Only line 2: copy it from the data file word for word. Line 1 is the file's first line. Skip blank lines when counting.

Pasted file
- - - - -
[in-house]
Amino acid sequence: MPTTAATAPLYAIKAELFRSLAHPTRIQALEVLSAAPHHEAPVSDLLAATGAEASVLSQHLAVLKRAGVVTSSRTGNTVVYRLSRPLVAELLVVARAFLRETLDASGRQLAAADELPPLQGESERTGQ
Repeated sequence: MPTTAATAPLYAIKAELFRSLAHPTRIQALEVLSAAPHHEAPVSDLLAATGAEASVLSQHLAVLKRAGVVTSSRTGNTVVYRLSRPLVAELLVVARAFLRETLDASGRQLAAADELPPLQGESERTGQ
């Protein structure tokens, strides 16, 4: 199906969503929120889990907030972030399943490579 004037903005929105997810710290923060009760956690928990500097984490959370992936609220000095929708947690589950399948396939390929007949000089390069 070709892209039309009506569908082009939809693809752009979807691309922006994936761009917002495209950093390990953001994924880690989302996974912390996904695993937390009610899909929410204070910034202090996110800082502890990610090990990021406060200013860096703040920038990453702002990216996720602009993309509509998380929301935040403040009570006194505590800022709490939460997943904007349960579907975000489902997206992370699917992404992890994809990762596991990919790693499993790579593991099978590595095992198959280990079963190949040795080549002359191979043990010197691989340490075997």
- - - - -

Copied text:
Amino acid sequence: MPTTAATAPLYAIKAELFRSLAHPTRIQALEVLSAAPHHEAPVSDLLAATGAEASVLSQHLAVLKRAGVVTSSRTGNTVVYRLSRPLVAELLVVARAFLRETLDASGRQLAAADELPPLQGESERTGQ